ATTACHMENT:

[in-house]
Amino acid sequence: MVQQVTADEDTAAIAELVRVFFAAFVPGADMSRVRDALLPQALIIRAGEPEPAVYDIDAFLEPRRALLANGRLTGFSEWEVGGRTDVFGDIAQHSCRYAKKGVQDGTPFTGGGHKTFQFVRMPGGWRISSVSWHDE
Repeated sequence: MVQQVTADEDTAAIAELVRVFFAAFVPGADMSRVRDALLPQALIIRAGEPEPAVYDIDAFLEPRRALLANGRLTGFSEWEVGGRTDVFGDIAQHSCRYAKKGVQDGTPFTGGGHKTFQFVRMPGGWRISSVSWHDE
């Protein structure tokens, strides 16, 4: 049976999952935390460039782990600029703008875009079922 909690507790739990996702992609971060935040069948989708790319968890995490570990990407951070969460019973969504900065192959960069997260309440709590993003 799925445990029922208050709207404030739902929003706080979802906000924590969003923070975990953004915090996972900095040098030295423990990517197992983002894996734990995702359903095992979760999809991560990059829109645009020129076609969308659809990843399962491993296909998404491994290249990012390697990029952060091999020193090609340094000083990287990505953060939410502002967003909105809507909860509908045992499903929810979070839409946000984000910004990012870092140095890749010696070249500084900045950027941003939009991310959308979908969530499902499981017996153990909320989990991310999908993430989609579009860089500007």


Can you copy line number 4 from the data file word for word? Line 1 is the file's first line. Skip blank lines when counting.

């Protein structure tokens, strides 16, 4: 049976999952935390460039782990600029703008875009079922 909690507790739990996702992609971060935040069948989708790319968890995490570990990407951070969460019973969504900065192959960069997260309440709590993003 799925445990029922208050709207404030739902929003706080979802906000924590969003923070975990953004915090996972900095040098030295423990990517197992983002894996734990995702359903095992979760999809991560990059829109645009020129076609969308659809990843399962491993296909998404491994290249990012390697990029952060091999020193090609340094000083990287990505953060939410502002967003909105809507909860509908045992499903929810979070839409946000984000910004990012870092140095890749010696070249500084900045950027941003939009991310959308979908969530499902499981017996153990909320989990991310999908993430989609579009860089500007």